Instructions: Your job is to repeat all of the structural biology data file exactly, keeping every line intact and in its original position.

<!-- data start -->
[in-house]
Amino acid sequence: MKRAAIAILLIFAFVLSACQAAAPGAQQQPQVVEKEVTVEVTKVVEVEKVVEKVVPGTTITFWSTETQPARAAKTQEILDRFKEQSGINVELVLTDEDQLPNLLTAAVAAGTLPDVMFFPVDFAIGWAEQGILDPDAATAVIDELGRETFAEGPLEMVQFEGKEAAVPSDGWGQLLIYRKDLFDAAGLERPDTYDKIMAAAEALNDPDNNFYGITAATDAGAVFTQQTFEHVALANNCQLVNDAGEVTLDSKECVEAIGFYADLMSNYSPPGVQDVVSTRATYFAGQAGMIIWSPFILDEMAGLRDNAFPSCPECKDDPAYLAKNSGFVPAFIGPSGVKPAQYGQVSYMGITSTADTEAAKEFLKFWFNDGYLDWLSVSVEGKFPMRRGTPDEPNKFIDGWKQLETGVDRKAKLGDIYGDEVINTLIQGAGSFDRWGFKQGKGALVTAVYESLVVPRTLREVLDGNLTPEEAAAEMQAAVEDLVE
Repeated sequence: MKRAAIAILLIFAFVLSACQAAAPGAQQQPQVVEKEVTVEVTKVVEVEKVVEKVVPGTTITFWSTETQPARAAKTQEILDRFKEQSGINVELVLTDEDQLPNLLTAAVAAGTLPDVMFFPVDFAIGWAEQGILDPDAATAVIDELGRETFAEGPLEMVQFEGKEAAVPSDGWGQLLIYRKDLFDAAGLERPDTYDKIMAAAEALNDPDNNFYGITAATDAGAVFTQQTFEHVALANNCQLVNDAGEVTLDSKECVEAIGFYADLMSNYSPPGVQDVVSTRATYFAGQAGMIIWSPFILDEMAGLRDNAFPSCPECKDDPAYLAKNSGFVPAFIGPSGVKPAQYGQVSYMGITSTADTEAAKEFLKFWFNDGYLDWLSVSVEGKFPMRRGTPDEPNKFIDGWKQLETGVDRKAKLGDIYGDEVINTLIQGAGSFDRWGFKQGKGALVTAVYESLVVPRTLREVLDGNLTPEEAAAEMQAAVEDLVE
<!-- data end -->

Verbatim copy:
[in-house]
Amino acid sequence: MKRAAIAILLIFAFVLSACQAAAPGAQQQPQVVEKEVTVEVTKVVEVEKVVEKVVPGTTITFWSTETQPARAAKTQEILDRFKEQSGINVELVLTDEDQLPNLLTAAVAAGTLPDVMFFPVDFAIGWAEQGILDPDAATAVIDELGRETFAEGPLEMVQFEGKEAAVPSDGWGQLLIYRKDLFDAAGLERPDTYDKIMAAAEALNDPDNNFYGITAATDAGAVFTQQTFEHVALANNCQLVNDAGEVTLDSKECVEAIGFYADLMSNYSPPGVQDVVSTRATYFAGQAGMIIWSPFILDEMAGLRDNAFPSCPECKDDPAYLAKNSGFVPAFIGPSGVKPAQYGQVSYMGITSTADTEAAKEFLKFWFNDGYLDWLSVSVEGKFPMRRGTPDEPNKFIDGWKQLETGVDRKAKLGDIYGDEVINTLIQGAGSFDRWGFKQGKGALVTAVYESLVVPRTLREVLDGNLTPEEAAAEMQAAVEDLVE
Repeated sequence: MKRAAIAILLIFAFVLSACQAAAPGAQQQPQVVEKEVTVEVTKVVEVEKVVEKVVPGTTITFWSTETQPARAAKTQEILDRFKEQSGINVELVLTDEDQLPNLLTAAVAAGTLPDVMFFPVDFAIGWAEQGILDPDAATAVIDELGRETFAEGPLEMVQFEGKEAAVPSDGWGQLLIYRKDLFDAAGLERPDTYDKIMAAAEALNDPDNNFYGITAATDAGAVFTQQTFEHVALANNCQLVNDAGEVTLDSKECVEAIGFYADLMSNYSPPGVQDVVSTRATYFAGQAGMIIWSPFILDEMAGLRDNAFPSCPECKDDPAYLAKNSGFVPAFIGPSGVKPAQYGQVSYMGITSTADTEAAKEFLKFWFNDGYLDWLSVSVEGKFPMRRGTPDEPNKFIDGWKQLETGVDRKAKLGDIYGDEVINTLIQGAGSFDRWGFKQGKGALVTAVYESLVVPRTLREVLDGNLTPEEAAAEMQAAVEDLVE